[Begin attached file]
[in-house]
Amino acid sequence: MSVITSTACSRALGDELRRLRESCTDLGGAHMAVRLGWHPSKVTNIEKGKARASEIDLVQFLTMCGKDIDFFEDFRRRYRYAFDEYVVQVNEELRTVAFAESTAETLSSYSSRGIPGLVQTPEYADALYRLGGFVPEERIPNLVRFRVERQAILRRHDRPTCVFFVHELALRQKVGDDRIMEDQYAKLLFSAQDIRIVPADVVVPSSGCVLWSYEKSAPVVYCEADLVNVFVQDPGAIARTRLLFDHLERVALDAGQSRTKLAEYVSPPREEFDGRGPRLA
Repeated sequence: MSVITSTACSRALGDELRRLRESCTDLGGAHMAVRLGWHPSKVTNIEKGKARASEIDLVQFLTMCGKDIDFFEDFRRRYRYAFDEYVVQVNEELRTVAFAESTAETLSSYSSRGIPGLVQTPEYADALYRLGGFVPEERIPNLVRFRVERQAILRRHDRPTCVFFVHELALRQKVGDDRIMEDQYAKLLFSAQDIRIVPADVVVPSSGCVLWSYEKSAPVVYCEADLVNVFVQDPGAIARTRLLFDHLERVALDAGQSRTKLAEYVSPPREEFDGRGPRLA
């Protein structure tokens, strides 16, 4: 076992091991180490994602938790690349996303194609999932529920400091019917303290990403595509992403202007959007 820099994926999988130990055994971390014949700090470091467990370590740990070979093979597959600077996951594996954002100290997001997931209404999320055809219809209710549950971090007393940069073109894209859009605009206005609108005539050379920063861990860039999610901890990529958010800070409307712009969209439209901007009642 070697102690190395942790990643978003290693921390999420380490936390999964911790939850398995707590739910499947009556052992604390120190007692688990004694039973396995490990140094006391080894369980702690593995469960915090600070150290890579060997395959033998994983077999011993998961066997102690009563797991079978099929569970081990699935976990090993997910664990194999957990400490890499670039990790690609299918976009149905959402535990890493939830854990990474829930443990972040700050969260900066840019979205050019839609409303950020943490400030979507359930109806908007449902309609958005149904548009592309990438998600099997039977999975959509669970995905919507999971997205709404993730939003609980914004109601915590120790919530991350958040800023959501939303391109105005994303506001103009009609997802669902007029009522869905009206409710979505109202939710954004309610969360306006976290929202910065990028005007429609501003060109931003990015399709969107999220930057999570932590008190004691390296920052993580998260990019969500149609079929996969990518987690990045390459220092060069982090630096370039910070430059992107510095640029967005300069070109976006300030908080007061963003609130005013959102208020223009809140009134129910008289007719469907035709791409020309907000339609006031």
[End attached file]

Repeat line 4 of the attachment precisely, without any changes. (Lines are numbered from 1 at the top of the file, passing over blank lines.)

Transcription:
């Protein structure tokens, strides 16, 4: 076992091991180490994602938790690349996303194609999932529920400091019917303290990403595509992403202007959007 820099994926999988130990055994971390014949700090470091467990370590740990070979093979597959600077996951594996954002100290997001997931209404999320055809219809209710549950971090007393940069073109894209859009605009206005609108005539050379920063861990860039999610901890990529958010800070409307712009969209439209901007009642 070697102690190395942790990643978003290693921390999420380490936390999964911790939850398995707590739910499947009556052992604390120190007692688990004694039973396995490990140094006391080894369980702690593995469960915090600070150290890579060997395959033998994983077999011993998961066997102690009563797991079978099929569970081990699935976990090993997910664990194999957990400490890499670039990790690609299918976009149905959402535990890493939830854990990474829930443990972040700050969260900066840019979205050019839609409303950020943490400030979507359930109806908007449902309609958005149904548009592309990438998600099997039977999975959509669970995905919507999971997205709404993730939003609980914004109601915590120790919530991350958040800023959501939303391109105005994303506001103009009609997802669902007029009522869905009206409710979505109202939710954004309610969360306006976290929202910065990028005007429609501003060109931003990015399709969107999220930057999570932590008190004691390296920052993580998260990019969500149609079929996969990518987690990045390459220092060069982090630096370039910070430059992107510095640029967005300069070109976006300030908080007061963003609130005013959102208020223009809140009134129910008289007719469907035709791409020309907000339609006031």